Now, UMA Bharti says Sanskrit can replace English as link language

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New Delhi, Nov 23:At a time when Human Resource and Development (HRD) Minister Smriti Irani's decision to replace the study of German as a third language in Kendriya Vidyalayas with Sanskrit is creating controversies, her colleague and Water Resources Minister Uma Bharti took the argument further by saying the ancient Indian language in course of time replace English as link language.

Uma Bharti
As per a report published in the Indian Express, while speaking at the concluding session of a three-day Jal Manthan, Bharti said, "This problem of some people not able to follow what is being said in English is going to remain for some time. There are many people in this hall who genuinely cannot express themselves in Hindi.

"This problem will go away only when we adopt Sanskrit as the link language. Sanskrit is a truly national language. In every village of India, you will find two or three people who are extremely knowledgeable about Sanskrit. The same cannot be said of English. The fact is that there are more people in India who can speak and understand Sanskrit than people who can speak or understand English," she was further quoted as saying.

Earlier in the day, taking on her critics, HRD Minister Smriti Irani dismissed charges that education was being saffronised even as she turned down demands that Sanskrit be made compulsory in the curriculum.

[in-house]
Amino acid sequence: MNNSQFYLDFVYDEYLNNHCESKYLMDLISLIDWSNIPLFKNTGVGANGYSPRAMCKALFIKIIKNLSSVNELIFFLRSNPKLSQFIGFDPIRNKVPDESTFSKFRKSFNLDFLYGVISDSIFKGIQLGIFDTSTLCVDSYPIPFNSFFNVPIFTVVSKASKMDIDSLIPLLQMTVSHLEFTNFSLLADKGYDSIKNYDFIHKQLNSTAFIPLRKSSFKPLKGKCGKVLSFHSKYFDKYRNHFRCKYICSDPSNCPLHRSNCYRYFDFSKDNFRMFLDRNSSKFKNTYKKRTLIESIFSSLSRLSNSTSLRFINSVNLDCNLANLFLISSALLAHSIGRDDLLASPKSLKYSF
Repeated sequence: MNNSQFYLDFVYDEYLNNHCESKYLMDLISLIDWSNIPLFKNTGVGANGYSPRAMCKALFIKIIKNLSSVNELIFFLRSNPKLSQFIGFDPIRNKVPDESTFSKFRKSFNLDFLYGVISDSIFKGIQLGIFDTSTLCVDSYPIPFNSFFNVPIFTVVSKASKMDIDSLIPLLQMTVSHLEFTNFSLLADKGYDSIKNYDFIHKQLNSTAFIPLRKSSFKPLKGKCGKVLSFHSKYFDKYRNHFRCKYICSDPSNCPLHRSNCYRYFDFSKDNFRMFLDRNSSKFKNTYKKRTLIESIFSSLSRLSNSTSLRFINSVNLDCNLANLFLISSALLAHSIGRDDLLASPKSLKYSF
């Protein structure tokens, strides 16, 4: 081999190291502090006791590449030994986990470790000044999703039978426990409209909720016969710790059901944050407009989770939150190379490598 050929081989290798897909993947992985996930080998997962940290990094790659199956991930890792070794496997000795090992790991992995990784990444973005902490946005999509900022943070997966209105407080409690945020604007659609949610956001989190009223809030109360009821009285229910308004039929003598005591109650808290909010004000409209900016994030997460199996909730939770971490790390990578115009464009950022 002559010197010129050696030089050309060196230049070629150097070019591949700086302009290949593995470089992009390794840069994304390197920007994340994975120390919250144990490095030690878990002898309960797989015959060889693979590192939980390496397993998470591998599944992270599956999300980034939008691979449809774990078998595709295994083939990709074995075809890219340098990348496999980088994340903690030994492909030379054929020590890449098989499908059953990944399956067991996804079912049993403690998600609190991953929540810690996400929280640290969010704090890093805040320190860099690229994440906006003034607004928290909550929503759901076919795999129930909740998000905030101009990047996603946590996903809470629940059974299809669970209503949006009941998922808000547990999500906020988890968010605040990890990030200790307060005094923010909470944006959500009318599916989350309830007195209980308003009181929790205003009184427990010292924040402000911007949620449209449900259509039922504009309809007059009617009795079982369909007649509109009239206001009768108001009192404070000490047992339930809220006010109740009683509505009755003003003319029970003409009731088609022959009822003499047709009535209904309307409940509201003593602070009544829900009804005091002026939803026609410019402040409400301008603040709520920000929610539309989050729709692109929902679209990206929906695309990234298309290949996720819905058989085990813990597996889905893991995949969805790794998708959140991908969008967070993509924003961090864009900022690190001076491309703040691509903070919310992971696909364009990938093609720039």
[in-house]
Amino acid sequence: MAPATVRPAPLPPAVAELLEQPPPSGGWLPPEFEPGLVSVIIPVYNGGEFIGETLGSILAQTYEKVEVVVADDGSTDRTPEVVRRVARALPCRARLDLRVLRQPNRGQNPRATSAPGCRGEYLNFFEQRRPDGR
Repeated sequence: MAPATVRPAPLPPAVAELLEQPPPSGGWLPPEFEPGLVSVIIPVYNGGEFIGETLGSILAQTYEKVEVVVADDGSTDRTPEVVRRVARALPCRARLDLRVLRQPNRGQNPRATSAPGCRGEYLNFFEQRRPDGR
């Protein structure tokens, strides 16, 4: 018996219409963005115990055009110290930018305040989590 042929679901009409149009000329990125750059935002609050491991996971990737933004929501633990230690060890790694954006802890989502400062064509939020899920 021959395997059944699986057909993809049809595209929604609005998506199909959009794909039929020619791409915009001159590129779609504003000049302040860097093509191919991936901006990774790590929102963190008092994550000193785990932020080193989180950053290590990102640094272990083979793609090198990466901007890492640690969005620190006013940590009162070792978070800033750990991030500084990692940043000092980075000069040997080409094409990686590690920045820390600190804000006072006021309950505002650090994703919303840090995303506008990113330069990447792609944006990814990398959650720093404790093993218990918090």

"Those who accuse me of being a RSS mascot or RSS representative possibly want to deflect the attention from the good work that we have done...This agenda will be flagged and I will be whipped for as long as there is a need to keep attention diverted away from the good work. I am ready for it. I have no problem," she told PTI journalists at the agency headquarters in New Delhi.

Answering questions on the controversial decision to replace German with Sanskrit as the third language in some 500 Centrally-run Kendriya Vidyalayas, Irani said that teaching of German under an MoU signed in 2011 had been in violation of the Constitution.

An investigation has already been launched to find out how the MoU came to be signed. Responding to demands that Sanskrit be made a compulsory language, the Minister said that the three language formula was very clear that any of the 23 Indian languages listed in Schedule 8 of the Constitution could be opted for. But she reiterated that German will continue to be taught as a foreign language.

"...we are teaching French, we are teaching Mandarin, we teach German in the same way. For the life in me, I can't understand why people are not understanding what I am saying," she said. Irani had earlier strongly defended the decision to replace German with Sanskrit as the third language, saying the existing arrangement was in violation of the Constitution.

With inputs from PTI

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